Volume 2 features U.S. Deputy Marshal Boone May, the most famous shotgun messenger working for the Deadwood Stage. He was the protector of Robbers’ Roost Station. He was the most feared lawman by road agents on the Deadwood Trail. Historians will be excited to learn about Deadwood’s most lethal gunslinger, Boone May, and his family connections to other historical Wild West icons, such as the legendary outlaw Jesse James, and legendary lawman U.S. Marshal Bass Reeves. The author gives first hand family accounts about Boone May and his family. I located a velvet photo album full of cabinet cards and tintypes in the loft of an old barn which are featured in the series. This story is about two pioneer families that produced half of the first “elite eight” guards employed to protect the Deadwood Stage in 1876. Shotgun messengers Gale Hill, Boone May, Jim May, and Bill May had been overlooked for more than a century, according to many historians familiar with early Deadwood. Boone May was undoubtedly the most active shotgun messengers employed by the Black Hills Stage and Express Company, during the height of the Gold Rush Read more »
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“The Bible for English Majors”
Mary Anne Nunn
In an increasingly secular world, more and more students begin their university studies having never developed sufficient familiarity with the Bible to recognize even the broad outlines of the stories it contains. This text offers: “Starting points”—histories of both the biblical texts and ancient Israel, information on formats for dates and referencing, guide to the Names of God—synopses of every book in the Old and New Testaments, and an extensive “Glossary”—alphabetical entries offer definitions, pronunciations, biblical references, and references to longer treatments within the text itself Read more »
The Santa Fé Trail sets the scene for drug running, money laundering, treachery, murder, and challenges to character, as Judicial Indiscretion plays out in the cactus-studded New Mexican Rio Grande Valley landscape.
Following the ritualized murder of a respected judge in Mimbres County, New Mexico, a local attorney, David Madrid, is indicted and arrested for the crime. Pulitzer Prize winning investigative reporter Linda Lawson of The San Diego Times, prevails upon her long time friend Matt Lucas to assist in the defense of David, her brother Read more »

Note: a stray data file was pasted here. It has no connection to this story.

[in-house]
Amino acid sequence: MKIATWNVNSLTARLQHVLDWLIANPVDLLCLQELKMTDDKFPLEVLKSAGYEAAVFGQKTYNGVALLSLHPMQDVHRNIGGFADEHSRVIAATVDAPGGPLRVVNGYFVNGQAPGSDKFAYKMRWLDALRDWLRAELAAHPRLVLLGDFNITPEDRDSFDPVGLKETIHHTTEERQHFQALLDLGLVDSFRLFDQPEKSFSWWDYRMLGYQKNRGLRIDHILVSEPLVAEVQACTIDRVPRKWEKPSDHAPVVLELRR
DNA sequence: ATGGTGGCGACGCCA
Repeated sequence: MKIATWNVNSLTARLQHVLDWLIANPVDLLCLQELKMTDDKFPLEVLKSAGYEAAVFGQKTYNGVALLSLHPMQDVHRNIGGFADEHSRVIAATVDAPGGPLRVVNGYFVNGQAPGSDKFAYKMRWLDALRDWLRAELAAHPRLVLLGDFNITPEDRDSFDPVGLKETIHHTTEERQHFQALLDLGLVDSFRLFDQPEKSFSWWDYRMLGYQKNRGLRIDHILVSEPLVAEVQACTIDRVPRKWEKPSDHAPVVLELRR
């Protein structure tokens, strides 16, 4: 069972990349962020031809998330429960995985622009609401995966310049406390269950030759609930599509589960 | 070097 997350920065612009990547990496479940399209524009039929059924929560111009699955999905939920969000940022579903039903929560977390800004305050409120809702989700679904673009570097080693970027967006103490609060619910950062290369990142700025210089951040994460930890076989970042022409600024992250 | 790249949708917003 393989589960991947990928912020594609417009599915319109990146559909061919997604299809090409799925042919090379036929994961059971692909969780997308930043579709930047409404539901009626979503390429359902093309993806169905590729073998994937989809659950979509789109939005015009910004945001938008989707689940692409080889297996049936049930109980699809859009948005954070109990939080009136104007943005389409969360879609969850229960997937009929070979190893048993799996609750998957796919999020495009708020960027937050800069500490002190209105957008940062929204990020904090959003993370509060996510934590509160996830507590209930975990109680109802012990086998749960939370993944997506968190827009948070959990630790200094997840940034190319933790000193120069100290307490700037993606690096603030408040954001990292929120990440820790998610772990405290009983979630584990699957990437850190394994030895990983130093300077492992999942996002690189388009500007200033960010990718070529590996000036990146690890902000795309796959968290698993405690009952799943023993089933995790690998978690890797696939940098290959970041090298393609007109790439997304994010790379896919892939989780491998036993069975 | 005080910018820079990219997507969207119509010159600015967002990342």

This work proposes a connection of financial circumstances with major socio-political events in 20th-century Ecuador. It highlights the state of the nation’s economy as a determinant factor in the outcome of events. Throughout the history of Ecuador, the ambivalent evolution of major political and social events, such as the stability of serving presidents, coups, and war, has had an interesting and direct relationship to the financial environment. If the economy was healthy, did the country also experience stability? If it went into disarray, did the non-financial environment follow? Data collected from the Central Bank of Ecuador, unpublished diplomatic papers, and personal documents from relevant historical figures, as well as from the work of previous historians, indicate a strong effect of financial and economic performance on major political and social events. Particularly, given the country’s dependence on three main commodities: cacao, bananas and oil, the performance of these significantly shaped 20th-century Ecuadorian history Read more »
The book opens by describing how I was told by my diabetic doctor that there were early signs of retinopathy forming in my eyes. This diagnosis could ultimately lead to me losing my eyesight. I was therefore compelled to look at ways in which I could improve my health beyond my doctor’s standard advice.
Through doing my own research, I found that there were huge benefits to be gained by following a low-carb diet, and that it could even prevent type 2 diabetes. I adopted this diet myself, and document my experiences and overall results in the decade that followed.
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This book is intended to discuss the intersection of film and psychology to help the reader better understand psychology through film and to better appreciate films that describe and explain human behavior.
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A story of the biology behind the nature and distribution of humans around the world – how we spread from Africa starting maybe 60,000 years ago, why almost all native Americans are just one blood group, why the French really are biologically different from the English, why Africans are longer-legged than the rest of us and hence better athletes, why the tropics are so culturally diverse as well as biologically diverse, why only the Japanese can actually digest seaweed, how other species affect our geographic distribution, we affect theirs, and how nations affect each other’s distribution Read more »